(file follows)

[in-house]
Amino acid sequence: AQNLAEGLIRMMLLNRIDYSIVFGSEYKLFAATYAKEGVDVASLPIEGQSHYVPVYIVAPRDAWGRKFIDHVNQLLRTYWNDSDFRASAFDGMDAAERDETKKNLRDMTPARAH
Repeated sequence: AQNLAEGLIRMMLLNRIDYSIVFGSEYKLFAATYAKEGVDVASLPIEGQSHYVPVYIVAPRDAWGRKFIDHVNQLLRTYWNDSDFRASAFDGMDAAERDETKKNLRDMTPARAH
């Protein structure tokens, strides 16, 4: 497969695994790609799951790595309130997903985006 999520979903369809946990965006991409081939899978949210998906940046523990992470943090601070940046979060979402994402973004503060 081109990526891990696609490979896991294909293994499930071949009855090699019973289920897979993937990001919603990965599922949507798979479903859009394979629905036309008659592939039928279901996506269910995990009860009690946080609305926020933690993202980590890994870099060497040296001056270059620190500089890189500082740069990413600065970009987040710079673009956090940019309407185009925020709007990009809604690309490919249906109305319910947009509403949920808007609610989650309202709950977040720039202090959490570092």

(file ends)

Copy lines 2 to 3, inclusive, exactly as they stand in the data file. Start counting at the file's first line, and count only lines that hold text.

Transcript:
Amino acid sequence: AQNLAEGLIRMMLLNRIDYSIVFGSEYKLFAATYAKEGVDVASLPIEGQSHYVPVYIVAPRDAWGRKFIDHVNQLLRTYWNDSDFRASAFDGMDAAERDETKKNLRDMTPARAH
Repeated sequence: AQNLAEGLIRMMLLNRIDYSIVFGSEYKLFAATYAKEGVDVASLPIEGQSHYVPVYIVAPRDAWGRKFIDHVNQLLRTYWNDSDFRASAFDGMDAAERDETKKNLRDMTPARAH